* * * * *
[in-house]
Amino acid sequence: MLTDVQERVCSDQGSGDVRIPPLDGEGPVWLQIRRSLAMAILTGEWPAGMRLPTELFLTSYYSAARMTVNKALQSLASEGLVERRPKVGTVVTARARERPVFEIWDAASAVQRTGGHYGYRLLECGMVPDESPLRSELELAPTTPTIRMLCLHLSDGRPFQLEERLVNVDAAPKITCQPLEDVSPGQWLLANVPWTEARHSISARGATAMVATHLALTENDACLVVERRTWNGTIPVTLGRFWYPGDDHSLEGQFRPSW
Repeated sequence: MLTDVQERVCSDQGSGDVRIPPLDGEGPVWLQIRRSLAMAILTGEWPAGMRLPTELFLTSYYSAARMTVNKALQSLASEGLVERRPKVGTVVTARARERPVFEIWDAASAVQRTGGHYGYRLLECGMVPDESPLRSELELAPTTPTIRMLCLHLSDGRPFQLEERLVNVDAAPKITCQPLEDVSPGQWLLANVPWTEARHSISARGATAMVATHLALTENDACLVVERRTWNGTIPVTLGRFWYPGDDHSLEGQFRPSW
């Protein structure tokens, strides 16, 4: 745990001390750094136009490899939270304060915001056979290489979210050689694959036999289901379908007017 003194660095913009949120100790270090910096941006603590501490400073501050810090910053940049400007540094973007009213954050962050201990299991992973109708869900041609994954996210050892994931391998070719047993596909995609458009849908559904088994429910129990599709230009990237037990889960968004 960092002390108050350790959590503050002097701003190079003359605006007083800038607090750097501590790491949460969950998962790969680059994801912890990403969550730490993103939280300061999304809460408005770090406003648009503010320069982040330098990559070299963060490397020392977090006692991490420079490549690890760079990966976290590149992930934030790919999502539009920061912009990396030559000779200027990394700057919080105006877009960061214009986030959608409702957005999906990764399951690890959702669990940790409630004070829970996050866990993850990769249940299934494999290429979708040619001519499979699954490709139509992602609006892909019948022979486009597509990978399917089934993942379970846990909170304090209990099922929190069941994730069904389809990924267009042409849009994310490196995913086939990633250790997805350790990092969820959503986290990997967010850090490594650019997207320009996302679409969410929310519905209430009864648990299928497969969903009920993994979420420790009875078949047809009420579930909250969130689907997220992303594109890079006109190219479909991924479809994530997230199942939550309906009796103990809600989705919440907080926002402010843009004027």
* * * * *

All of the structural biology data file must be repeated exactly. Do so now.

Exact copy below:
[in-house]
Amino acid sequence: MLTDVQERVCSDQGSGDVRIPPLDGEGPVWLQIRRSLAMAILTGEWPAGMRLPTELFLTSYYSAARMTVNKALQSLASEGLVERRPKVGTVVTARARERPVFEIWDAASAVQRTGGHYGYRLLECGMVPDESPLRSELELAPTTPTIRMLCLHLSDGRPFQLEERLVNVDAAPKITCQPLEDVSPGQWLLANVPWTEARHSISARGATAMVATHLALTENDACLVVERRTWNGTIPVTLGRFWYPGDDHSLEGQFRPSW
Repeated sequence: MLTDVQERVCSDQGSGDVRIPPLDGEGPVWLQIRRSLAMAILTGEWPAGMRLPTELFLTSYYSAARMTVNKALQSLASEGLVERRPKVGTVVTARARERPVFEIWDAASAVQRTGGHYGYRLLECGMVPDESPLRSELELAPTTPTIRMLCLHLSDGRPFQLEERLVNVDAAPKITCQPLEDVSPGQWLLANVPWTEARHSISARGATAMVATHLALTENDACLVVERRTWNGTIPVTLGRFWYPGDDHSLEGQFRPSW
């Protein structure tokens, strides 16, 4: 745990001390750094136009490899939270304060915001056979290489979210050689694959036999289901379908007017 003194660095913009949120100790270090910096941006603590501490400073501050810090910053940049400007540094973007009213954050962050201990299991992973109708869900041609994954996210050892994931391998070719047993596909995609458009849908559904088994429910129990599709230009990237037990889960968004 960092002390108050350790959590503050002097701003190079003359605006007083800038607090750097501590790491949460969950998962790969680059994801912890990403969550730490993103939280300061999304809460408005770090406003648009503010320069982040330098990559070299963060490397020392977090006692991490420079490549690890760079990966976290590149992930934030790919999502539009920061912009990396030559000779200027990394700057919080105006877009960061214009986030959608409702957005999906990764399951690890959702669990940790409630004070829970996050866990993850990769249940299934494999290429979708040619001519499979699954490709139509992602609006892909019948022979486009597509990978399917089934993942379970846990909170304090209990099922929190069941994730069904389809990924267009042409849009994310490196995913086939990633250790997805350790990092969820959503986290990997967010850090490594650019997207320009996302679409969410929310519905209430009864648990299928497969969903009920993994979420420790009875078949047809009420579930909250969130689907997220992303594109890079006109190219479909991924479809994530997230199942939550309906009796103990809600989705919440907080926002402010843009004027």